AURORA | Cherry Creek School District Superintendent Mary Chesley joked about the value of brevity and quipped about looking for memorable farewell speeches on Google.
Chesley, who will leave her post in July, had no problem working the crowd during the Cheery Creek School Foundation’s annual luncheon held March 15 in Greenwood Village. For her final appearance at the event as superintendent, the former teacher, administrator and principal spoke casually and easily to the crowd of school board members, teachers, students and other Cherry Creek community members.
But Chesley’s outgoing address to the members of the nonprofit foundation dedicated to fundraising for the district weren’t completely without weight. Amid the gags about Lou Gehrig’s goodbye speech and examples of cheesy farewell poetry, Chesley included some serious notes about her time at the helm of the district with more than 52,000 students.
“We live in the greatest country on earth, where families can make the choice of public or private school education for their children,” Chesley said. “I believe that public schools are absolutely the best hope for this country.”
The potential of public education, Chesley said, is first and foremost about effective teachers. Chesley spoke of the importance of talented and creative teachers, instructors who are up-to-date on the latest innovations in their field thanks to continued education. She said a group of teachers with updated knowledge about the latest trends in public education was more significant than school size. With the forum and the venue in mind (the luncheon was a fundraiser, after all), Chesley stressed again and again the importance of professional development for Cherry Creek teachers.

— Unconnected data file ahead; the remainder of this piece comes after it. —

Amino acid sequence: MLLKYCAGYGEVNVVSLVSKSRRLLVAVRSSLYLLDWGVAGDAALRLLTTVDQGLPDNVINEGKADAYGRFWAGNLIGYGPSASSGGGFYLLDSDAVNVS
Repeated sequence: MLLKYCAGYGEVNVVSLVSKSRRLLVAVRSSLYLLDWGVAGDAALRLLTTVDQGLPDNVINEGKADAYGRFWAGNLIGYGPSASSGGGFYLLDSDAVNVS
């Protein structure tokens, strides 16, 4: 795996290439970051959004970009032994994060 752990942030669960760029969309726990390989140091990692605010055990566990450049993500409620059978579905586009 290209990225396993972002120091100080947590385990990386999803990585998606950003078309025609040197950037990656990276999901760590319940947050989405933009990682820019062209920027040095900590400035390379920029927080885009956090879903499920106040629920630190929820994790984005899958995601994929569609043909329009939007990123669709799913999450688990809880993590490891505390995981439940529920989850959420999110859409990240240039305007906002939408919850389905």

“You are all successful because you provide and you expect your employees to improve their skills,” Chesley said. “There is a time when teachers need to be separated with other teachers and to learn with other teachers, to improve upon the art and science of their teaching.”
Such statements came between light-hearted gags, and little in the way of nostalgia. She still has plenty of time for that – Chesley won’t cede her post to incoming superintendent and current assistant superintendent of human resources Harry Bull until the 2012-13 school year wraps up. But her presentation to donors and community leaders seemed to preview the performance by the event’s headlining guest, Heritage High School grad and former Willow Creek Elementary School teacher Steve Spangler.
Spangler, a fixture of local television news who’s appeared in schools across the country with his interactive science lessons, treated the luncheon like a packed elementary school. He had event attendees blow up plastic garbage bags to illustrate a law of physics, and he briefly showed off his “fire wallet,” an ordinary wallet that seemingly burst into flames. But Spangler’s message also echoed Chesley’s mix of humor and earnestness – it had a foundation in what means to be an effective teacher.
“If you engage your students, it’s okay,” Spangler said as he showed slides from his time teaching in Englewood.
Later, Spangler engaged the crowd at the luncheon with the help of Chesley and a styrofoam cup. He had modified a plastic bucket to illustrate another law of physics, one about the nature of air and pressure. He used the bucket to blow the cup off of an uneasy perch on the top of Chesley’s head.
“Did you ever think your retirement would be like this?” he joked.
Reach reporter Adam Goldstein at firstname.lastname@example.org or 720-449-9707